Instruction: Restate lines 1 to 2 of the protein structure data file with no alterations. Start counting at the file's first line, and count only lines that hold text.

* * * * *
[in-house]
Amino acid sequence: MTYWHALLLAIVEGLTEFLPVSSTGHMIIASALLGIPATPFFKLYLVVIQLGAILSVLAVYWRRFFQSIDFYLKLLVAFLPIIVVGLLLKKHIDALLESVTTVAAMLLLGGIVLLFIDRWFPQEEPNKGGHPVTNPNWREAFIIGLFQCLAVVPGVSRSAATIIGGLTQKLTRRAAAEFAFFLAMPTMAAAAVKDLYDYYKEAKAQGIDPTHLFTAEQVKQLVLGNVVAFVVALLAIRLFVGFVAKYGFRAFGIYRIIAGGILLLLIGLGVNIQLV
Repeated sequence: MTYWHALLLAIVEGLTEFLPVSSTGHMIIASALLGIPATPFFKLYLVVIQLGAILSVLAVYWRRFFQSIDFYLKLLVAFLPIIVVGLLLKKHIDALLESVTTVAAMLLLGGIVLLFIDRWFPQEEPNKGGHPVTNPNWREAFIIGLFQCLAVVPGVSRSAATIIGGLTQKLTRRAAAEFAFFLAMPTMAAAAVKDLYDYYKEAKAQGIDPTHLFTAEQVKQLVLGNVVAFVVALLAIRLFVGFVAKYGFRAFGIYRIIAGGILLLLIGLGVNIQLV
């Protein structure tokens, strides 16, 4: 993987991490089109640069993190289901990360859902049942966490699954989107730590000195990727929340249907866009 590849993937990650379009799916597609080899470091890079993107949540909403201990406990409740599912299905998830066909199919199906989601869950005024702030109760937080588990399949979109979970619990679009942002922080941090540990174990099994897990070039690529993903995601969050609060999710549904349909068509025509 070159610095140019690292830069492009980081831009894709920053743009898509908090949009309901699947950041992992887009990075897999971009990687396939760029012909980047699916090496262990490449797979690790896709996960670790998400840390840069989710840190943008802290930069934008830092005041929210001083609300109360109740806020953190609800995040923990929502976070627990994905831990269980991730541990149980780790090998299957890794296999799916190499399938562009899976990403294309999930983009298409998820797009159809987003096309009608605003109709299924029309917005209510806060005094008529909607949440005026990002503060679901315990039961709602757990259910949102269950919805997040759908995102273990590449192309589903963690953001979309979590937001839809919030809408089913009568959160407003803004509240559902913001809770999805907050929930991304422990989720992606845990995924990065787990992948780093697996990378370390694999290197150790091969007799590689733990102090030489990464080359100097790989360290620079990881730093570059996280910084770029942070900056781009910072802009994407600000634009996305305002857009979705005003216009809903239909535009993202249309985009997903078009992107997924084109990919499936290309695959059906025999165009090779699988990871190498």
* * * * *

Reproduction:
[in-house]
Amino acid sequence: MTYWHALLLAIVEGLTEFLPVSSTGHMIIASALLGIPATPFFKLYLVVIQLGAILSVLAVYWRRFFQSIDFYLKLLVAFLPIIVVGLLLKKHIDALLESVTTVAAMLLLGGIVLLFIDRWFPQEEPNKGGHPVTNPNWREAFIIGLFQCLAVVPGVSRSAATIIGGLTQKLTRRAAAEFAFFLAMPTMAAAAVKDLYDYYKEAKAQGIDPTHLFTAEQVKQLVLGNVVAFVVALLAIRLFVGFVAKYGFRAFGIYRIIAGGILLLLIGLGVNIQLV